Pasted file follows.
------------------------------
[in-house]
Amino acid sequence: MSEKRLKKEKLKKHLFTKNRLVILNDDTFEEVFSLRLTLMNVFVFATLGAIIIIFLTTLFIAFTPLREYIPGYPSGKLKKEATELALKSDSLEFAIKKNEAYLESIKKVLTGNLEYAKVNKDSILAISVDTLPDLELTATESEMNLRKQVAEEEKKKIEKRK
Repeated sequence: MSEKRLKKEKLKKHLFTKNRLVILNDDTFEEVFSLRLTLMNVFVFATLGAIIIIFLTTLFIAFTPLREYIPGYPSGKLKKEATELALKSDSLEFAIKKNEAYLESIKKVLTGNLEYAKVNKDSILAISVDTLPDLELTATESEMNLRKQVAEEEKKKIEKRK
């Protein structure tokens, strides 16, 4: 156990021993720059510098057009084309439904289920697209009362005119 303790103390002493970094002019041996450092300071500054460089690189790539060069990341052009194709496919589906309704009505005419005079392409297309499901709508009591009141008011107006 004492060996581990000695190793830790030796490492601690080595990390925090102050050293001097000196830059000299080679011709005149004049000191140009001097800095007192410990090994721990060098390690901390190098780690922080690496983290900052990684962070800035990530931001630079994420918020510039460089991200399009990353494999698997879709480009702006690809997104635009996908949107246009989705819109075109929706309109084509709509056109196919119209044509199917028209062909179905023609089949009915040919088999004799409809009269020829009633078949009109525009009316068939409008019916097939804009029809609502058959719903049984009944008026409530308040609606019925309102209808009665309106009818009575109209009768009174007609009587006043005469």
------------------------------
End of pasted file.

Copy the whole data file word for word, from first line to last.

[in-house]
Amino acid sequence: MSEKRLKKEKLKKHLFTKNRLVILNDDTFEEVFSLRLTLMNVFVFATLGAIIIIFLTTLFIAFTPLREYIPGYPSGKLKKEATELALKSDSLEFAIKKNEAYLESIKKVLTGNLEYAKVNKDSILAISVDTLPDLELTATESEMNLRKQVAEEEKKKIEKRK
Repeated sequence: MSEKRLKKEKLKKHLFTKNRLVILNDDTFEEVFSLRLTLMNVFVFATLGAIIIIFLTTLFIAFTPLREYIPGYPSGKLKKEATELALKSDSLEFAIKKNEAYLESIKKVLTGNLEYAKVNKDSILAISVDTLPDLELTATESEMNLRKQVAEEEKKKIEKRK
């Protein structure tokens, strides 16, 4: 156990021993720059510098057009084309439904289920697209009362005119 303790103390002493970094002019041996450092300071500054460089690189790539060069990341052009194709496919589906309704009505005419005079392409297309499901709508009591009141008011107006 004492060996581990000695190793830790030796490492601690080595990390925090102050050293001097000196830059000299080679011709005149004049000191140009001097800095007192410990090994721990060098390690901390190098780690922080690496983290900052990684962070800035990530931001630079994420918020510039460089991200399009990353494999698997879709480009702006690809997104635009996908949107246009989705819109075109929706309109084509709509056109196919119209044509199917028209062909179905023609089949009915040919088999004799409809009269020829009633078949009109525009009316068939409008019916097939804009029809609502058959719903049984009944008026409530308040609606019925309102209808009665309106009818009575109209009768009174007609009587006043005469």